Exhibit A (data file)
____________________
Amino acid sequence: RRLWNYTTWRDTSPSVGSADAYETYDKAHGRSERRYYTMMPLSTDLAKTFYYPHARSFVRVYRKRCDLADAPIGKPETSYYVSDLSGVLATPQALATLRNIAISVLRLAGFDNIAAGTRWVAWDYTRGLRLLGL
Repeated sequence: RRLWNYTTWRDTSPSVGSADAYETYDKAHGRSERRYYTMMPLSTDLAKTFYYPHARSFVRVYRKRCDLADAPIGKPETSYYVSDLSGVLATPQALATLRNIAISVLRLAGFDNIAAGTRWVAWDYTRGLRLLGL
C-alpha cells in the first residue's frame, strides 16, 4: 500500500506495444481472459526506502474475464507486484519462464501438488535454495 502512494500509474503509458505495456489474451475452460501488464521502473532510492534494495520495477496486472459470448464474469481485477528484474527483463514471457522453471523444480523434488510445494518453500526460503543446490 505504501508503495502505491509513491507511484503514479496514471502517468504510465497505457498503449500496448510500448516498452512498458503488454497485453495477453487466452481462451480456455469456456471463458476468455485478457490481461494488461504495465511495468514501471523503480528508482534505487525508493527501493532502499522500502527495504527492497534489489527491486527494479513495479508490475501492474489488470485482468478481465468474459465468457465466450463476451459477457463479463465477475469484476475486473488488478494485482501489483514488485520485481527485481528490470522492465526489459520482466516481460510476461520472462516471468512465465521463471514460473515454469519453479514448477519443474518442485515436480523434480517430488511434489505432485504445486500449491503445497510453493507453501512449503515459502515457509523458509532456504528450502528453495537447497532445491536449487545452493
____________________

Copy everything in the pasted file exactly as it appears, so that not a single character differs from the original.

Amino acid sequence: RRLWNYTTWRDTSPSVGSADAYETYDKAHGRSERRYYTMMPLSTDLAKTFYYPHARSFVRVYRKRCDLADAPIGKPETSYYVSDLSGVLATPQALATLRNIAISVLRLAGFDNIAAGTRWVAWDYTRGLRLLGL
Repeated sequence: RRLWNYTTWRDTSPSVGSADAYETYDKAHGRSERRYYTMMPLSTDLAKTFYYPHARSFVRVYRKRCDLADAPIGKPETSYYVSDLSGVLATPQALATLRNIAISVLRLAGFDNIAAGTRWVAWDYTRGLRLLGL
C-alpha cells in the first residue's frame, strides 16, 4: 500500500506495444481472459526506502474475464507486484519462464501438488535454495 502512494500509474503509458505495456489474451475452460501488464521502473532510492534494495520495477496486472459470448464474469481485477528484474527483463514471457522453471523444480523434488510445494518453500526460503543446490 505504501508503495502505491509513491507511484503514479496514471502517468504510465497505457498503449500496448510500448516498452512498458503488454497485453495477453487466452481462451480456455469456456471463458476468455485478457490481461494488461504495465511495468514501471523503480528508482534505487525508493527501493532502499522500502527495504527492497534489489527491486527494479513495479508490475501492474489488470485482468478481465468474459465468457465466450463476451459477457463479463465477475469484476475486473488488478494485482501489483514488485520485481527485481528490470522492465526489459520482466516481460510476461520472462516471468512465465521463471514460473515454469519453479514448477519443474518442485515436480523434480517430488511434489505432485504445486500449491503445497510453493507453501512449503515459502515457509523458509532456504528450502528453495537447497532445491536449487545452493